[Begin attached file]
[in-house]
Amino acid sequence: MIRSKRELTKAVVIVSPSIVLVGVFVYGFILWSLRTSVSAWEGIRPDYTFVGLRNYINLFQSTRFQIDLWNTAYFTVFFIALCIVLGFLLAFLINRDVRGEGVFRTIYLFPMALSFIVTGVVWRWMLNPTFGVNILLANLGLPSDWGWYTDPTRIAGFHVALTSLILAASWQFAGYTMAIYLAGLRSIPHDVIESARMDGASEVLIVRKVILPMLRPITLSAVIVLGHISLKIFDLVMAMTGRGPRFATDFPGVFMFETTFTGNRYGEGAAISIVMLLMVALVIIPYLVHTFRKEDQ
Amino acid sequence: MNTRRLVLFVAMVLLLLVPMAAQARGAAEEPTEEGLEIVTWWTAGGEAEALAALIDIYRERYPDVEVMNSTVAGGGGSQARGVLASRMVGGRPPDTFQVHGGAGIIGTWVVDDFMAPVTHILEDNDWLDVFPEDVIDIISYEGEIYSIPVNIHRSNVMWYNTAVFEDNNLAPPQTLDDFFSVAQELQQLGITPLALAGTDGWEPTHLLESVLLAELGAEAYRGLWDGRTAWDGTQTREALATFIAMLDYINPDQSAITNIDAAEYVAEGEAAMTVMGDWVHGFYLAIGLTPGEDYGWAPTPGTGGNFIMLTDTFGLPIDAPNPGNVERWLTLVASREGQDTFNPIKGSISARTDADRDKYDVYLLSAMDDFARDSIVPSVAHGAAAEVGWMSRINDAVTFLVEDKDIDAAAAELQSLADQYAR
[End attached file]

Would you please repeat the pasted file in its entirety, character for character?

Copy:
[in-house]
Amino acid sequence: MIRSKRELTKAVVIVSPSIVLVGVFVYGFILWSLRTSVSAWEGIRPDYTFVGLRNYINLFQSTRFQIDLWNTAYFTVFFIALCIVLGFLLAFLINRDVRGEGVFRTIYLFPMALSFIVTGVVWRWMLNPTFGVNILLANLGLPSDWGWYTDPTRIAGFHVALTSLILAASWQFAGYTMAIYLAGLRSIPHDVIESARMDGASEVLIVRKVILPMLRPITLSAVIVLGHISLKIFDLVMAMTGRGPRFATDFPGVFMFETTFTGNRYGEGAAISIVMLLMVALVIIPYLVHTFRKEDQ
Amino acid sequence: MNTRRLVLFVAMVLLLLVPMAAQARGAAEEPTEEGLEIVTWWTAGGEAEALAALIDIYRERYPDVEVMNSTVAGGGGSQARGVLASRMVGGRPPDTFQVHGGAGIIGTWVVDDFMAPVTHILEDNDWLDVFPEDVIDIISYEGEIYSIPVNIHRSNVMWYNTAVFEDNNLAPPQTLDDFFSVAQELQQLGITPLALAGTDGWEPTHLLESVLLAELGAEAYRGLWDGRTAWDGTQTREALATFIAMLDYINPDQSAITNIDAAEYVAEGEAAMTVMGDWVHGFYLAIGLTPGEDYGWAPTPGTGGNFIMLTDTFGLPIDAPNPGNVERWLTLVASREGQDTFNPIKGSISARTDADRDKYDVYLLSAMDDFARDSIVPSVAHGAAAEVGWMSRINDAVTFLVEDKDIDAAAAELQSLADQYAR